By on April 5, 2019

Eight months ahead of the planned shutdown of Canada’s oldest auto plant, union officials are on pins and needles, hoping General Motors prove receptive to its plan to save some of the 2,600 jobs at Oshawa Assembly.

Unifor, the union representing Detroit Three autoworkers north of the border, has submitted a proposal to GM in the hopes of making the best of a bad situation. It’s waiting to hear back, with word expected to arrive next week.

According to Automotive News Canada, Unifor officials, including its president, Jerry Dias, met with GM Canada President Travis Hester and Gerald Johnson, GM’s executive vice- president of global manufacturing, on March 19th. It was at that point that UNifor agreed to hold off on pressure tactics. Earlier, the union staged labor action at the Ontario plant and launched a boycott of Mexican-made GM vehicles.

Oshawa Assembly houses production of previous-generation Chevrolet Silverado and GMC Sierra pickups, as well as the Cadillac XTS and Chevrolet Impala. Under GM’s restructuring plan, product will dry up in December of this year.

Unifor Local 222 President Colin James told the publication that the automaker is doing “some sort of assessment” on the union’s proposal. James claims his associated should know GM’s decision by next week.

What does the proposal contain? James wasn’t telling, though when asked whether Oshawa’s stamping operation — which supplies GM’s Detroit-Hamtramck plant (due to go lights-out in January 2020) — he said there’s “some work that would make sense just because we have the guys there and the stamping facility.”

Saving the assembly plant seems a lost cause, as GM has given no indication it’s willing to reconsider. But car production isn’t the only GM operation in the area.

James said Unifor was “trying to look outside of that, if there’s anything available.”

“What we’re doing is trying to look outside the box and look at any jobs that we can save in the facility or add to,” he said. “So, of course, that doesn’t save all of our members, but any job saved is one less person hitting the streets.”

[Image: General Motors]

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10 Comments on “Unifor Awaits GM’s Response to Jobs-saving Proposal...”

  • avatar

    Given the way Jerry and Unifor have conducted themselves since the closing announcement, I can’t imagine GM would want to sign up for a single minute of additional time working with these guys. It probably just steeled GM’s resolve to be done with the place.

    • 0 avatar

      Yeah, considering how much better the UAW has behaved, I’d be shocked if Oshawa was spared over DHam. Which considering Lordstown is closed already, I’m assuming is GM’s “compromise” UAW contract position; spare D-Ham, close the other already unallocated plants.
      Maybe get a lower volume Cruze/Sonic tweener allocation? Some other crossover on that platform, to keep volumes acceptable.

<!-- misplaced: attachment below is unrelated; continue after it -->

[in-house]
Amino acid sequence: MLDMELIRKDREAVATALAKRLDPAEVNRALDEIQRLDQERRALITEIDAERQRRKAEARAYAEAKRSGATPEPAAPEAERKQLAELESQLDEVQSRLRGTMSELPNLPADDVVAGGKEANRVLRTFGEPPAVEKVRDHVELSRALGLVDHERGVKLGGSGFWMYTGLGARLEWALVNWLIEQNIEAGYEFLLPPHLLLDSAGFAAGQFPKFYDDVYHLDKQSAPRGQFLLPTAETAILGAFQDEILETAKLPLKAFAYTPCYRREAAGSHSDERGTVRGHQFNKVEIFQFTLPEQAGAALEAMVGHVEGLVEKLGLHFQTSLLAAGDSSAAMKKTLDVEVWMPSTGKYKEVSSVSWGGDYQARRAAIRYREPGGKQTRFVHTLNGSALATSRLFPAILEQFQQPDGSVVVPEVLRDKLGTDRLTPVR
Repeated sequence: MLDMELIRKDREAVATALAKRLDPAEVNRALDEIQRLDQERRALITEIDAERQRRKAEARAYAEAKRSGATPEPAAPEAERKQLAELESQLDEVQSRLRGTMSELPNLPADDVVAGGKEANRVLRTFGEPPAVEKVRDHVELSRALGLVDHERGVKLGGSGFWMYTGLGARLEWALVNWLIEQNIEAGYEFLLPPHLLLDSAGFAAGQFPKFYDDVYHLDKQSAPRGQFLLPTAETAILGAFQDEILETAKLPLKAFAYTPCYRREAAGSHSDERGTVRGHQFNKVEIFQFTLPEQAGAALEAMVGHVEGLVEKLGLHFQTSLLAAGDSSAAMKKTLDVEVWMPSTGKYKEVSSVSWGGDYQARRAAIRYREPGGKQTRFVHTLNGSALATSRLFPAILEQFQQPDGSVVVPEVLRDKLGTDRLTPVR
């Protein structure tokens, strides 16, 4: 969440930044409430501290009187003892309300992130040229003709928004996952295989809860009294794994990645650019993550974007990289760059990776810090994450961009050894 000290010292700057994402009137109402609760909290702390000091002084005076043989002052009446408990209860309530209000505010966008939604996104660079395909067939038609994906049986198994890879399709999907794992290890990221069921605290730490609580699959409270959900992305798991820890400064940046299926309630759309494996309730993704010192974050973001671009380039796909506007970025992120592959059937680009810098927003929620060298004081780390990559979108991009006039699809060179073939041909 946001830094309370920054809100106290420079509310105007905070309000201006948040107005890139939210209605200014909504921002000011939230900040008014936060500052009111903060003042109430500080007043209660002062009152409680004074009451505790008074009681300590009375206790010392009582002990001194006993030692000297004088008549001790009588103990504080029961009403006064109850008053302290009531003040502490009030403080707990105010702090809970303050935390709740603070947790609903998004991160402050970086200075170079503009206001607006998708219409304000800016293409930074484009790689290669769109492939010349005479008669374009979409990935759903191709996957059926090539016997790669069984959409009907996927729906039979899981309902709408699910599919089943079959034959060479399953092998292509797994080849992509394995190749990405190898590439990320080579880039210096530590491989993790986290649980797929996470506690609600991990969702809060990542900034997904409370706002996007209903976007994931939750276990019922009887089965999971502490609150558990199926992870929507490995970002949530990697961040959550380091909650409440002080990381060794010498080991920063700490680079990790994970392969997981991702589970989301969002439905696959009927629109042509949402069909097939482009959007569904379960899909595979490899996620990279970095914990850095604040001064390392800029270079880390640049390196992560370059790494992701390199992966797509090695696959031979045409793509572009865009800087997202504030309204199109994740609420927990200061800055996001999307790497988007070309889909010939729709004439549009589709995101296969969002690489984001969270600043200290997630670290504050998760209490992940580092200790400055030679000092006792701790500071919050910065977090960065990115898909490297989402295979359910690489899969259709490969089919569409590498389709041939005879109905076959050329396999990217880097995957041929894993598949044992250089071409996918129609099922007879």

• avatar

    Nope. GM can’t wait to cash in on the real estate sale. They won’t leave anything but a hasty exit breeze.

  • avatar

    I finished my “career ” at the Oshawa Stamping plant .At one point there was ten transfer presses, and one conventional press. Oshawa metal is also contiguous with both car plants . The stamping plant is equipped with an Automatic Storage and Retrieval System (an ASRS)

    Most of the equipment, and the climate controlled building is over 30 years old. The one exception would be a multi million dollar, massive 12 year old transfer press. This particular press is one of very few in the world. To put it simply, a blank is auto fed into a draw die. As the panel works its way through progressive, successive dies TWO body sides come out the other end . Both a left, and a right, body side …(from the firewall back)

    Yes it could be moved. First you need a place to put it . Approximately 20 ft high 75 yards long . It requires a 50+ Ton overhead crane to do a 45 minute die change . The press eats blank steel at 8 strokes a minute . A logistical nightmare to move but it could be done.

    UNIFOR and the rest of us, want to see a GM footprint , however small . Ideally, mothballing the Flex plant would be a positive step.

  • avatar
    Arthur Dailey

    Having conducted a rather cursory search, I cannot find Unifor’s actual current proposals. Does anyone know what they are?

  • avatar

    Arthur …The objective is to keep a foot print in Oshawa…As of right now, the details have not been released .

    My guess, GM and UNIFOR are thinking outside the box.

  • avatar

    If we are to go by history, the UNIFOR proposal includes hiring more people than needed and paying them more money. The GM proposal is to stick with whatever they decided two years ago, regardless of the change of the market.

  • avatar
    James Charles

    I feel sorry for the workers, but like all industries since humans walked the planet nothing is secure.

    I really think the biggest consideration is costs vs benefits. If better value can be realised for Canada the plant should close.

    How many dollars have been pumped into the plant over the past couple of decades? That is taxpayer dollars. All those dollars could of been better invested for future Canadian growth.

    The cost of propping each job might just make it unattractive.

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